A 3-dimensional CT scan depicting blood vessels penetrating into the embedded bone, grown within the engineered flap.
A 3-dimensional CT scan depicting blood vessels penetrating into the embedded bone, grown within the engineered flap.

Although some progress has been made in the field, there are still major challenges to overcome in the search for tissue replacements.

Substantial tissue loss can be the result from cancer, injury and infection. Reconstructive surgery attempts to mitigate the damage. Currently, the clinical “gold standard” in the field of reconstructive surgery is the autograft, which entails harvesting tissue from one part of the patient’s body and transferring it to the damaged site.

For example, to reconstruct the lower jaw, surgeons may harvest a portion of the fibula bone, together with the soft tissue and blood vessels around it, from the patient’s leg. The soft tissue and blood vessels are necessary for the bone to survive in its new location.

As one might imagine, there are significant disadvantages to taking a large chunk out of one’s body, such as considerable pain or all the usual complications associated with a surgery at the donor site. Scientists are therefore looking for alternatives to tissue harvest and are moving toward tissue engineering.

Professor Shulamit Levenberg
Professor Shulamit Levenberg

Although some progress has been made in the field, there are still major challenges to overcome in the search for tissue replacements. The ultimate goal for scientists is de novo tissue generation. Instead of taking tissues from one part of the body to implant in another, new tissues for implantation would be grown in a lab.

That is where Professor Shulamit Levenberg and her team come in. In the faculty of Biomedical Engineering at the Technion, the focus of her tissue regeneration lab has been on the formation of complex blood vessel networks in lab-grown tissues.

Recently, her team created vascularized soft tissues for implantation using stem cells derived from the dental pulp, that is the soft tissue inside the tooth, together with capillary forming (endothelial) cells. The addition of the dental pulp stem cells promoted the generation of the blood vessels, eventually leading to enhanced tissue remodeling and repair. The new methodology was then used to repair a bone defect in rats, leading to a complete recovery.

In a recent study conducted in Levenberg’s lab, Dr. Idan Redenski and his colleagues were able to put together their own vascularized tissue technology with biological bone implants developed at Columbia University by Professor Gordana Vunjak-Novakovic to create a de novo tissue flap containing live bone supported by vascularized soft tissue. This took the concept of implantable bone tissue to a whole different level.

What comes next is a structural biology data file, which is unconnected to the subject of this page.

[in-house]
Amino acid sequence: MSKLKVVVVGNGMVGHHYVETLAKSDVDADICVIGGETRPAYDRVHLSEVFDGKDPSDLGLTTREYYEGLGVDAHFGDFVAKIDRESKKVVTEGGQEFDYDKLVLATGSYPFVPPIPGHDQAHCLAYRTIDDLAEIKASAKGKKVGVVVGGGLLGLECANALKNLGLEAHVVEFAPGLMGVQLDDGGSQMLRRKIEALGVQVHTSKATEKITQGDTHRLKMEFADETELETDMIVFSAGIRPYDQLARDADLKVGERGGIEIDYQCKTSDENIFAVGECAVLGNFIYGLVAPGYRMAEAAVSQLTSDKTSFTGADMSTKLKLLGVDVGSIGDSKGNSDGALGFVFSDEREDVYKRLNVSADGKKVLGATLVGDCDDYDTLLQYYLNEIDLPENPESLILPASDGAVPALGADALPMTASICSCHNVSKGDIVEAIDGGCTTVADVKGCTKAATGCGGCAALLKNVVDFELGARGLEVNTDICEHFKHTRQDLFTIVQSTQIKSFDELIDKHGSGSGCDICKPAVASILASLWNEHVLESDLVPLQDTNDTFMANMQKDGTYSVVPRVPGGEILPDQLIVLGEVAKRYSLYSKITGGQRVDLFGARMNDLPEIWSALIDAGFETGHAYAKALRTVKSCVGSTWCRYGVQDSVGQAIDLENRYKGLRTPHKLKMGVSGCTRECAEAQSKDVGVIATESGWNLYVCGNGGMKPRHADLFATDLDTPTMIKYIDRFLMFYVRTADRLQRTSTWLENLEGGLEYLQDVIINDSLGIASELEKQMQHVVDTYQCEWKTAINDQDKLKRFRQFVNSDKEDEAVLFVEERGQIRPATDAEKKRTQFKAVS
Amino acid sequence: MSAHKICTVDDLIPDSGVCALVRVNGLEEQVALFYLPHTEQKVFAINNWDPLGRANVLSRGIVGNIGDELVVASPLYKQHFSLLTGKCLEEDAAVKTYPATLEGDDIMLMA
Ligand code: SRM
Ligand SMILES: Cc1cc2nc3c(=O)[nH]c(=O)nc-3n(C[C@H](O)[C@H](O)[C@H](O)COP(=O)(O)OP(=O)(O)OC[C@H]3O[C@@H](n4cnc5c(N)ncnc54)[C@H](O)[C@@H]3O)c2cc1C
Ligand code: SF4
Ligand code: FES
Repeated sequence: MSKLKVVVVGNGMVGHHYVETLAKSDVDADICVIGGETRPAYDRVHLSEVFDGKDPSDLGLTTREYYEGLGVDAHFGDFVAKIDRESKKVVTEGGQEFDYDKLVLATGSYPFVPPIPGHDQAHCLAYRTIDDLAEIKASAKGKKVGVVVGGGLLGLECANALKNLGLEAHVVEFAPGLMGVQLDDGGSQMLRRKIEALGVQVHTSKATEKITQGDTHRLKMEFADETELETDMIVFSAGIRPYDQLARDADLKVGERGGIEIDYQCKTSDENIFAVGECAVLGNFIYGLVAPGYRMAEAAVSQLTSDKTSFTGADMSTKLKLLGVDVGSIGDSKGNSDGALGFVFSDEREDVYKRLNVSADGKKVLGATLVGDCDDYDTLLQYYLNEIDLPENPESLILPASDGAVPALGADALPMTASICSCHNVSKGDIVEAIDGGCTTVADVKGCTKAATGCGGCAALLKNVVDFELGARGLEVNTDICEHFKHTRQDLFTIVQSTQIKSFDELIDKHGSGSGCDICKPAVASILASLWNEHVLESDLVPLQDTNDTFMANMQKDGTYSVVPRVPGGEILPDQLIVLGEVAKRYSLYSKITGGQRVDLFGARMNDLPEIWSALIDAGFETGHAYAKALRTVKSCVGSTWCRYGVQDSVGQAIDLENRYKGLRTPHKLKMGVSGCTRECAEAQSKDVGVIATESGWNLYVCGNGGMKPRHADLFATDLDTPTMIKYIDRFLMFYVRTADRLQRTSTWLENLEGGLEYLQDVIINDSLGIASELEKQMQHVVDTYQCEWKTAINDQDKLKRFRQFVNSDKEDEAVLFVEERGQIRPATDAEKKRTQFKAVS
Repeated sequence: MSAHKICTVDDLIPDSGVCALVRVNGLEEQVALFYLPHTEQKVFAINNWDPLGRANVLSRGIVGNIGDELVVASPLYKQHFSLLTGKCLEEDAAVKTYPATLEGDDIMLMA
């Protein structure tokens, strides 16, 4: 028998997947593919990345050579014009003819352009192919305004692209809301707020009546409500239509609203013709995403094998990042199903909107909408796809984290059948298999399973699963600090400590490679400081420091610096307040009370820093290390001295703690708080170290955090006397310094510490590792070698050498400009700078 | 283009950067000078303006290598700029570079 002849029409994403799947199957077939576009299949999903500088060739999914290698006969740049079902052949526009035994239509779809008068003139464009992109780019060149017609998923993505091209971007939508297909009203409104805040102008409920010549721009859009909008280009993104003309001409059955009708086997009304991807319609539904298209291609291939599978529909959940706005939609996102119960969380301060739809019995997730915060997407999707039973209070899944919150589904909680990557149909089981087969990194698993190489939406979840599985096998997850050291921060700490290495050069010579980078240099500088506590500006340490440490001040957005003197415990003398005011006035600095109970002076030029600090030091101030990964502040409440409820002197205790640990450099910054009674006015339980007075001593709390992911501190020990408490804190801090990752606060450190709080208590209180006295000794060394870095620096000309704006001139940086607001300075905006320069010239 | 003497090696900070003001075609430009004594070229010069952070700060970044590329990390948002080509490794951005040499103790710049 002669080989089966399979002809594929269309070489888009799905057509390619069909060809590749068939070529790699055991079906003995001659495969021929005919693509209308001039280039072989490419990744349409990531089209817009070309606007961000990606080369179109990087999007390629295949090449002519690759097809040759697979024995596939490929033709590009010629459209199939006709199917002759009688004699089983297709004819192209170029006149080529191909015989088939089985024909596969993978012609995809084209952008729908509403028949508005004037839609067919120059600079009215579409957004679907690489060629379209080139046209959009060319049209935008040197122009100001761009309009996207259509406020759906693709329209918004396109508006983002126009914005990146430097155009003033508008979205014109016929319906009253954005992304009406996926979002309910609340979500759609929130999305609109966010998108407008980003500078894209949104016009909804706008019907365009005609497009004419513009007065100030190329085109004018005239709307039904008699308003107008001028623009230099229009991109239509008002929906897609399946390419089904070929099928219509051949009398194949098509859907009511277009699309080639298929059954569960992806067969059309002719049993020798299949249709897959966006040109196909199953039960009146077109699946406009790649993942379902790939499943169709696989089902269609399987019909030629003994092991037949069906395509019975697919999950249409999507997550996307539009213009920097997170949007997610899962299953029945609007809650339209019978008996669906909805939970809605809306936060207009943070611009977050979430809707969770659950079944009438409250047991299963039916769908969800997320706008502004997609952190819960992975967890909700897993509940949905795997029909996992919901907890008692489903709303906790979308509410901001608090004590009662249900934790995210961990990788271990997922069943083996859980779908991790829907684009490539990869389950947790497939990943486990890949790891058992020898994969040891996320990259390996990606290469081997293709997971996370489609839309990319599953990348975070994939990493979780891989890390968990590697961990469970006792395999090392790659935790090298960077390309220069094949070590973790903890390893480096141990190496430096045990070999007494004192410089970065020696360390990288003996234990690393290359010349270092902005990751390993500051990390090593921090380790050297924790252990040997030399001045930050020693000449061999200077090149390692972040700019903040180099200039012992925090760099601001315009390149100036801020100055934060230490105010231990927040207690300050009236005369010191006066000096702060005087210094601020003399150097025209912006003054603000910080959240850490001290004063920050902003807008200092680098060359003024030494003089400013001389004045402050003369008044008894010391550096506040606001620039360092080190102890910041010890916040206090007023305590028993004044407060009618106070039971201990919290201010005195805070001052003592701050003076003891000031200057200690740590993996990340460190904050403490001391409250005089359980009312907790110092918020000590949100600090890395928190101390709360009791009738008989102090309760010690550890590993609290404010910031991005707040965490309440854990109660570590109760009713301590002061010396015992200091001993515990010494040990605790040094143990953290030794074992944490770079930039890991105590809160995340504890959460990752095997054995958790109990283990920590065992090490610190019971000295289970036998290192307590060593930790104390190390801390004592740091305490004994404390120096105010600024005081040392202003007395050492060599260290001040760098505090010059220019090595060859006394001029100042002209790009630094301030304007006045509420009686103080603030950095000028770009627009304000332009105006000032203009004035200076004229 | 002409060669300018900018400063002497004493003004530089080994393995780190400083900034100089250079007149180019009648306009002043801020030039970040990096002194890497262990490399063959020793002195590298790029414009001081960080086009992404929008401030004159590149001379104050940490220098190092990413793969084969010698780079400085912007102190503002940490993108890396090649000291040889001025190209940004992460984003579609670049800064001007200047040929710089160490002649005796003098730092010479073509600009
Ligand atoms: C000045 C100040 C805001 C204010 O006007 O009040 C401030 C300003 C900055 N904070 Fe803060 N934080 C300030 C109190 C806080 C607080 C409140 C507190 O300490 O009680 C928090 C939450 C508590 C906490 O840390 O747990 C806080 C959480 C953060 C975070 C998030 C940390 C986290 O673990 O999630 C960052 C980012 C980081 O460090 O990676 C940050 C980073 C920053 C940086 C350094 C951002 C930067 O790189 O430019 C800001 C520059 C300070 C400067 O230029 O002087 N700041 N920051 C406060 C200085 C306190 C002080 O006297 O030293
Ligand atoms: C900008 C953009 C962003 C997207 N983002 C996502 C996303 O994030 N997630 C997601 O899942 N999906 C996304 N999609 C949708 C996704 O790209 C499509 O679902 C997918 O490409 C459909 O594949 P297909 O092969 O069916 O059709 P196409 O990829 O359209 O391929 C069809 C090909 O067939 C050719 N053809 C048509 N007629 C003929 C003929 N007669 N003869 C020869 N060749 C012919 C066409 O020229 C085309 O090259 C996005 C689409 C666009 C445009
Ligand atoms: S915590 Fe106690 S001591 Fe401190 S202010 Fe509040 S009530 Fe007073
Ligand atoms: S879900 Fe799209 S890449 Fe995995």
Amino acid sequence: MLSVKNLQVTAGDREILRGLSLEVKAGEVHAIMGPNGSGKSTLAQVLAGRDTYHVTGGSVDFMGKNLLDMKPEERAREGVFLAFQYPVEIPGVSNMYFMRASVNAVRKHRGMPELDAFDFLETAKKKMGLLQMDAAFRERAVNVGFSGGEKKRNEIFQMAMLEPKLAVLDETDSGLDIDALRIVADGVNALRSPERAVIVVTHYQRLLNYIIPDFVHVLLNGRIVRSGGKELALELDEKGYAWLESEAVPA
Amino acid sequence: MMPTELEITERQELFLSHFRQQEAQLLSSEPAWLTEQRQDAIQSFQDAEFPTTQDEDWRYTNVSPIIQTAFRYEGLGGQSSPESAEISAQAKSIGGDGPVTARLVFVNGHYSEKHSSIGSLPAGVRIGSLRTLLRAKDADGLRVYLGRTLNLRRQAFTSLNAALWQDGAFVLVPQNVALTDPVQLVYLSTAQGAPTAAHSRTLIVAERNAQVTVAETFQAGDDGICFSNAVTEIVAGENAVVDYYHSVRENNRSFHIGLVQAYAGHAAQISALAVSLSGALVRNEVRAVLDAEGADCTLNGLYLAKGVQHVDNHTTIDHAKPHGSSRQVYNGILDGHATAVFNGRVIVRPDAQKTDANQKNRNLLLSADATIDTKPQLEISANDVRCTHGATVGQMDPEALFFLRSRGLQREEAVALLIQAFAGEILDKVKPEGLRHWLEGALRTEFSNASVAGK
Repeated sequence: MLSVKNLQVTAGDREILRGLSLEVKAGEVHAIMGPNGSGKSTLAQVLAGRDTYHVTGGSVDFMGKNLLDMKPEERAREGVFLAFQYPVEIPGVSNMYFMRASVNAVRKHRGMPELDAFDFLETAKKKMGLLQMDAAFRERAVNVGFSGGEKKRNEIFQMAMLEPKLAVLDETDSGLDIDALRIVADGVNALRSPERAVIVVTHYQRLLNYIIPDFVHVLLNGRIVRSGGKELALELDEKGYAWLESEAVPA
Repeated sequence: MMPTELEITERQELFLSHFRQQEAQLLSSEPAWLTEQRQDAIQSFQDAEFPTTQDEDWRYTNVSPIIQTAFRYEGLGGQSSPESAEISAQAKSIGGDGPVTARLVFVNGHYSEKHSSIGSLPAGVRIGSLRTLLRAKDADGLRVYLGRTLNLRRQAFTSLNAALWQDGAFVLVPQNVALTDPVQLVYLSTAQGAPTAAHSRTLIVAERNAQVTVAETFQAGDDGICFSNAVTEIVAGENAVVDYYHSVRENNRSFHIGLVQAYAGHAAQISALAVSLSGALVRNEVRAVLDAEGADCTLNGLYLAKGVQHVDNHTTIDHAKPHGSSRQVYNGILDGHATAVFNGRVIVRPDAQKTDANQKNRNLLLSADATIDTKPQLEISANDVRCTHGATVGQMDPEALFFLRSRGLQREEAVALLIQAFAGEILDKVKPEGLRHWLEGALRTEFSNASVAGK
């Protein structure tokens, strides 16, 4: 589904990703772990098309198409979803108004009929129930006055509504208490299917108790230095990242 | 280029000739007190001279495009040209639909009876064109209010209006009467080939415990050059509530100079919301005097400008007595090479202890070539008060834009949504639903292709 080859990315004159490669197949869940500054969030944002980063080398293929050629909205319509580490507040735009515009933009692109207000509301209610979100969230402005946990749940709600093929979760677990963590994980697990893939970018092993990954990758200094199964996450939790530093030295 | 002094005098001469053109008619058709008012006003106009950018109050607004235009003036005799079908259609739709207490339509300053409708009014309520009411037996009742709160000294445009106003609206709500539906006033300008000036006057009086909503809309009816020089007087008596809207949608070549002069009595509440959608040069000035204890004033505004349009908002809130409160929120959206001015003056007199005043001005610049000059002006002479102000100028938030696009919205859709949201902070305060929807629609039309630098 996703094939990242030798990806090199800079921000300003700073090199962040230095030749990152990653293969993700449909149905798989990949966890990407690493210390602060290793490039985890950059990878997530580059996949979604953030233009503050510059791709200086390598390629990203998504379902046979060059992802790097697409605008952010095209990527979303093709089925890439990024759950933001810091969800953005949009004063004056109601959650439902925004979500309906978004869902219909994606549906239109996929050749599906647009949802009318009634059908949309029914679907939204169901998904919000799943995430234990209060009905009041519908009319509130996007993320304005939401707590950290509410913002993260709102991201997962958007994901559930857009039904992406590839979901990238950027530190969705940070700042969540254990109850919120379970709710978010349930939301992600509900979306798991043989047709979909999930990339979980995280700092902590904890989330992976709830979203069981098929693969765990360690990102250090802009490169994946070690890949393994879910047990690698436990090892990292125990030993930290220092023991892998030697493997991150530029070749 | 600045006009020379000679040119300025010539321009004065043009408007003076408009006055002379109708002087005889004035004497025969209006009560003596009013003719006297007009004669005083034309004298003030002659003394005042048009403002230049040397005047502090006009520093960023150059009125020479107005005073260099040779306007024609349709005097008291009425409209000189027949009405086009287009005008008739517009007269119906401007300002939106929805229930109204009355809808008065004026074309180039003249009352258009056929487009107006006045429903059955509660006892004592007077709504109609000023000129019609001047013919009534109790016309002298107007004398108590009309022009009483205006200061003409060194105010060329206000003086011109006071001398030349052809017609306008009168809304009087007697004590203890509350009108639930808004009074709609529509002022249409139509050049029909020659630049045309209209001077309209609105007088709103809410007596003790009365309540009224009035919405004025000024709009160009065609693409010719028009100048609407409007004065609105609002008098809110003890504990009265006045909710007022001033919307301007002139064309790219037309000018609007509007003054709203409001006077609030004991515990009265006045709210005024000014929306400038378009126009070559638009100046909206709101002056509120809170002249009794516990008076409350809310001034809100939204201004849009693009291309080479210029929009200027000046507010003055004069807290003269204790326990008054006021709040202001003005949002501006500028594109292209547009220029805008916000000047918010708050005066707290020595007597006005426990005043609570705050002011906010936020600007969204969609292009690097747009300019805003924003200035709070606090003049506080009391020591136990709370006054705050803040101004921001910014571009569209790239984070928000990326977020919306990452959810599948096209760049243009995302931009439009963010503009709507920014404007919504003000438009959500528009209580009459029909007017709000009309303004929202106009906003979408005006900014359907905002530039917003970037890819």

Dr. Idan Redenski
Dr. Idan Redenski

That, however, was only the first stage. Having shown that a mixed tissue flap can be grown, the team proceeded to use the new methodology to repair a bone defect in rats, using a two-step approach.

First, an engineered soft tissue flap was implanted. Once it was integrated into the body of the rat, the engineered flap was exposed in a second surgery and used to repair a bone defect, while being supported by major blood vessels next to the defect site. The decellularized bone was exposed and inserted to correct the existing defect while the engineered tissue flap supported it. 

The results were a complete success: The soft tissue with the blood vessels supporting and feeding the bone led to bridging of the bony defect, with the rat’s cells growing in and replenishing the implant. It was, in fact, a complete recovery, better than anything reconstructive surgery can achieve, and not based patient tissue harvest.

Returning to the concept of a jaw implant, one can hope that one day, based on the methods developed by Professor Levenberg, Dr. Redenski, and the rest of the team, it will be possible for the patient to receive a lab-grown bone perfectly matching the shape of their face, surrounded by lab-grown soft tissues based on their own cells cultivated on 3-dimensional biomaterials. No major damage to other parts of the patient’s body would be necessary. 

From the Technion Israel Institute of Technology.